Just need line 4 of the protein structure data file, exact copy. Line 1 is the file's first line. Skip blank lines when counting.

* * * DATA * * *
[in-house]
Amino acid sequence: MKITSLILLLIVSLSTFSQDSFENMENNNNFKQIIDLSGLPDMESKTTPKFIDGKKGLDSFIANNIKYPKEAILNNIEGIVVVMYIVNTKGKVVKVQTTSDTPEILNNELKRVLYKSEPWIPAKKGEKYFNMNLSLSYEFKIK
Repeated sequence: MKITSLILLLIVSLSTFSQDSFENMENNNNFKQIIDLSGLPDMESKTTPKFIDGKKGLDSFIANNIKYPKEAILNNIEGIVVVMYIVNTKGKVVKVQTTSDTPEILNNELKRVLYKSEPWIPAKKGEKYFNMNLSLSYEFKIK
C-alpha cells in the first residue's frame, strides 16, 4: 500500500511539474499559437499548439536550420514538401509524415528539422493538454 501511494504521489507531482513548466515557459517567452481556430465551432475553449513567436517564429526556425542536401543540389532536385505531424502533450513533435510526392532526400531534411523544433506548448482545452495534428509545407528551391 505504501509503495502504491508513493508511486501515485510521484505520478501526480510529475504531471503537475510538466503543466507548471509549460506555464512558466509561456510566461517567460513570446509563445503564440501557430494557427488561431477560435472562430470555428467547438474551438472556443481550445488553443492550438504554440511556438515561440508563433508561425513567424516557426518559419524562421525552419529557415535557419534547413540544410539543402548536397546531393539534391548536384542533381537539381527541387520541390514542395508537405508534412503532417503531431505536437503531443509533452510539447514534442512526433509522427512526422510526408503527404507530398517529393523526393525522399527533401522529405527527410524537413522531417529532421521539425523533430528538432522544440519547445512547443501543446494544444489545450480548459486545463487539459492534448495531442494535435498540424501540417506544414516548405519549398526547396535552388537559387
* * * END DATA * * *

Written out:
C-alpha cells in the first residue's frame, strides 16, 4: 500500500511539474499559437499548439536550420514538401509524415528539422493538454 501511494504521489507531482513548466515557459517567452481556430465551432475553449513567436517564429526556425542536401543540389532536385505531424502533450513533435510526392532526400531534411523544433506548448482545452495534428509545407528551391 505504501509503495502504491508513493508511486501515485510521484505520478501526480510529475504531471503537475510538466503543466507548471509549460506555464512558466509561456510566461517567460513570446509563445503564440501557430494557427488561431477560435472562430470555428467547438474551438472556443481550445488553443492550438504554440511556438515561440508563433508561425513567424516557426518559419524562421525552419529557415535557419534547413540544410539543402548536397546531393539534391548536384542533381537539381527541387520541390514542395508537405508534412503532417503531431505536437503531443509533452510539447514534442512526433509522427512526422510526408503527404507530398517529393523526393525522399527533401522529405527527410524537413522531417529532421521539425523533430528538432522544440519547445512547443501543446494544444489545450480548459486545463487539459492534448495531442494535435498540424501540417506544414516548405519549398526547396535552388537559387